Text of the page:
Today was full of calculations. How many triangles do I need cut to cover a metre of lighting / make a metre of brinicle?
And then how many triangles would I need to cover 5 metres. The answer to the first question is 45.6 and to the second question is 228.
Then I just made my brain explode a little when I multiplied it all by 10 as that is the number of 5m brinicles I am intending to create.
I have to quite consciously make sure I don’t go down the slightly ocd rabbit hole and give myself another repetitive strain injury [my poor hands and my stupid brain for coming up with these projects], but I can’t help myself it seems.
So I will try and break up the repetition with some other tasks – not sure what they will be just yet but it will probably be some painting and drawing as the other option – garage/studio tidying and organising doesn’t appeal at the moment [unless I am totally procrastinating]
So, here are today’s images which sort of reveal the process of recycling past iceberg/ice shelf geometric shapes and off cuts into new smaller equilateral triangles to make brinicles/brine tubes.
It just came to my attention that I had neglected to add this link to a Sonic Postcard project that I was involved in with my mates NIWA oceanographer Craig Stevens and curator Katharine Allard. It is an hour long podcast exploring Antarctica and where art, science and sound/music collide. Thanks to Craig for making it happen. Enjoy.
Meanwhile back in the studio/dining table – the polar blast means that my unheated studio is a little hostile. And I have just had to remove some paw prints from the beginnings of a new painting-ish thing.
Hello there, sorry it has been so long but this year has already taken a few twists and turns and I am only just getting back into the studio.
My attention is now on an installation I am developing for the Expressions gallery in Upper Hutt, NZ in May.
This will be a new site specific work that will have a community focus in much the same way as the Cleave Project 2013. The project, Heavy Water will involve the running of workshops in local schools where the kids will contribute to the making of the actual art work that will be displayed in the gallery. I will be cutting down and recycling the paper components from 2013′s projects into smaller triangles to create the work.
These smaller components will form a “brine tube” that will extend from the ceiling of the gallery and will then reach the ground [about 4-5m in length]. The level of community involvement will determine the number of these “brine tubes” that will be installed.
For more information of Brine Tubes and link to the video that initiated my interest in these icy structures check out this BBC link
This is what all the above looks like in my studio:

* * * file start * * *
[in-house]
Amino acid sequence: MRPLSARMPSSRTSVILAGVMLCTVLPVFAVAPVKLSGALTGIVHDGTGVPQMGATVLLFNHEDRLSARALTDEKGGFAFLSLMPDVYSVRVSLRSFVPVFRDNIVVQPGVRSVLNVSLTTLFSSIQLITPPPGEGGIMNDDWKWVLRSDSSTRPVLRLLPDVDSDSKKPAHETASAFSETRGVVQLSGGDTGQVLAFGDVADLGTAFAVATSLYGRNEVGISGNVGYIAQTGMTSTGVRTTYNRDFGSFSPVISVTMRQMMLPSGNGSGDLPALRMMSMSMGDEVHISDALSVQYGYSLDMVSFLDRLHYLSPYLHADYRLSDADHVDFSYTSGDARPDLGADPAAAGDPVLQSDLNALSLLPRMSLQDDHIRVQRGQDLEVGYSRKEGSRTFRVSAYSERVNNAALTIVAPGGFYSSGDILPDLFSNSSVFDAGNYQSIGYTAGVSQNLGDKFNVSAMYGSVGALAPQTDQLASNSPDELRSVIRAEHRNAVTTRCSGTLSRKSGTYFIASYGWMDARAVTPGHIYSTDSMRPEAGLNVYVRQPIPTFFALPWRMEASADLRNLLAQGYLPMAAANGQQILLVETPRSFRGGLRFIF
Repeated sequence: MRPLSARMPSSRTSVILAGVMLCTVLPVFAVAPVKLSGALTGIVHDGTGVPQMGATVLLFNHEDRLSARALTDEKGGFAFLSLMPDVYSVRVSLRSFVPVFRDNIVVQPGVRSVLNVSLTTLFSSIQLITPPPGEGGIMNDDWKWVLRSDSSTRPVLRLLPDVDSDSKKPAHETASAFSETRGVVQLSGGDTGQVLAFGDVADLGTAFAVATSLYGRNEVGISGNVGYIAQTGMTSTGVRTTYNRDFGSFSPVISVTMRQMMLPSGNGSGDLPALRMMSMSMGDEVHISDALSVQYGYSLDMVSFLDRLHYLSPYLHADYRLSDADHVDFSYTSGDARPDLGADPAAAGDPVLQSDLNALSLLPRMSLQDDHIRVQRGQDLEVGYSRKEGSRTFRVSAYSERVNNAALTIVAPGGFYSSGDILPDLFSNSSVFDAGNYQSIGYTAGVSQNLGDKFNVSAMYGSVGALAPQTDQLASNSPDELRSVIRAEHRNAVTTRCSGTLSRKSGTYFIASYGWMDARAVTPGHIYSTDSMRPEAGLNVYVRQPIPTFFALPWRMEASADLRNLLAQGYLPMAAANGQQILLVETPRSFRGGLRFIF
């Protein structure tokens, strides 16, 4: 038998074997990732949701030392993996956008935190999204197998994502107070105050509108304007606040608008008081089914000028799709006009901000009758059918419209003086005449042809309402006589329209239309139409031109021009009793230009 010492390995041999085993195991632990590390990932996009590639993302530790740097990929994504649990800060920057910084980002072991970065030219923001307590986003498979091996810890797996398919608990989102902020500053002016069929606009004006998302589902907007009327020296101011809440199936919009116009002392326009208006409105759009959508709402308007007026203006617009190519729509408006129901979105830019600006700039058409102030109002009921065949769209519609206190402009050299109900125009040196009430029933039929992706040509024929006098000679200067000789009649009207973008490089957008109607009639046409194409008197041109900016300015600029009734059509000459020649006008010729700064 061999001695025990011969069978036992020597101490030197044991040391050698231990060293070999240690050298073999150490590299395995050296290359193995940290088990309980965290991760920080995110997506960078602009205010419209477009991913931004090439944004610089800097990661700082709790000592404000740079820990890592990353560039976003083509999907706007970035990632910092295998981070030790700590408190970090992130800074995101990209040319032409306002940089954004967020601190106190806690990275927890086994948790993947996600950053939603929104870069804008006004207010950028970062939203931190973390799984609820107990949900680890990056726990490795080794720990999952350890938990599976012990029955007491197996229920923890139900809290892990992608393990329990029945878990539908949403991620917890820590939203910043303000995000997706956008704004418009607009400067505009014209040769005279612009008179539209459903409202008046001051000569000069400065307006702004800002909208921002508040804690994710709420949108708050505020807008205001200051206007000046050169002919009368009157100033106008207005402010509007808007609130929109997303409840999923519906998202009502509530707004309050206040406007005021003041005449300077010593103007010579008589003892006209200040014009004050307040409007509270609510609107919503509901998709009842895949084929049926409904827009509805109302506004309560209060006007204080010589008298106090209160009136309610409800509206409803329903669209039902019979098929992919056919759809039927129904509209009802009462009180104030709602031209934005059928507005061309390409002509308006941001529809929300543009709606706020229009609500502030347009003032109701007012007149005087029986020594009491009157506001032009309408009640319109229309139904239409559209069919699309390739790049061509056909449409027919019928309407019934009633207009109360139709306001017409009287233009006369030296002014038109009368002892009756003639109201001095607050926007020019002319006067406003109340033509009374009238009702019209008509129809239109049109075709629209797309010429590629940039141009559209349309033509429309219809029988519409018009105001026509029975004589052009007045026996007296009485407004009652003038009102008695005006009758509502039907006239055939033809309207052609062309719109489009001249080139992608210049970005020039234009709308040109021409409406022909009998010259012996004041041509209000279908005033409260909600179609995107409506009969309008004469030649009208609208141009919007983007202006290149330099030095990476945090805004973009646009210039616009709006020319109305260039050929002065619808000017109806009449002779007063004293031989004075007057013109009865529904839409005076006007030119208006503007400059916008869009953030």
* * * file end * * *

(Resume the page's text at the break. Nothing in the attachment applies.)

Just as I was reviewing these images, I realised how unimpressive they are but you have to imagine that these “brine tubes” will be internally lit with LED lights and these will be the only lighting source in the gallery….watch this space
Order Structure Pattern #2 has been up for over a week now. I have had to go back to the gallery to do an evening of tightening and shifting as the structure settles. It was great to have some more time alone with the work – after some space from it too. This also got me thinking about how different it is for an artwork/installation like I make to have a life longer than a couple of months in a site. I can imagine that I will need to go in every month or so during the 11-12 months of this exhibition’s life for maintenance as the work will never be completely static. I always have a repair and maintenance strategy for my installations but I have never really had to think further ahead than two months. Such a long lifespan for a temporary, site specific installation is an entirely new way of working for me and was one that I was not completely prepared for. I am afraid there will be a lot of ‘wait and see’ with Order Structure Pattern #2 which I am not overly comfortable with, but on the upside, it means I will be visiting the work often and will learn from this extended process. I’ll let you know how it all goes.
On Monday day and then into the night, Order, Structure, Pattern #2 got pulled and snipped into its final shape. Yesterday the lighting was finished and today the work was finally open to the public along with the Leading Edge exhibition at the National Library of NZ. 2000 metres of rope and extension cord and 4000+ cable ties.
Here are some images of those final stages where I worked in the dark at the National Library – well, I had the lights on but it was me and the security guards and the podcasts.
and voila! This is not the actual view of the finished work as the black blinds have been lifted and you will be able to see through the work to the exhibition behind – further complicating the work. However, the audience will be able to navigate the work in the internal gallery where the view will vary and all will be revealed! More images to come soon as well as another time lapse.
order structure pattern #2 from Gabby O'Connor on Vimeo.
Here is the time lapse of the installation process so far [day 5].
Thanks to Lucinda and the lovely volunteers Angela and Kate for helping speed things along.
Still have a couple of more days finishing the blue, yellow and pink sections but the end is in sight.
Today is day four of the install. The work is taking shape, slowly and surely. Thanks to my trusty assistant Lucinda, we are keeping to schedule too and have used almost 2000 cable ties so far. It is great to have conversation during the process as well as to have someone to celebrate the small victories with. We do feel like animals in the zoo though in our glass box for all to see!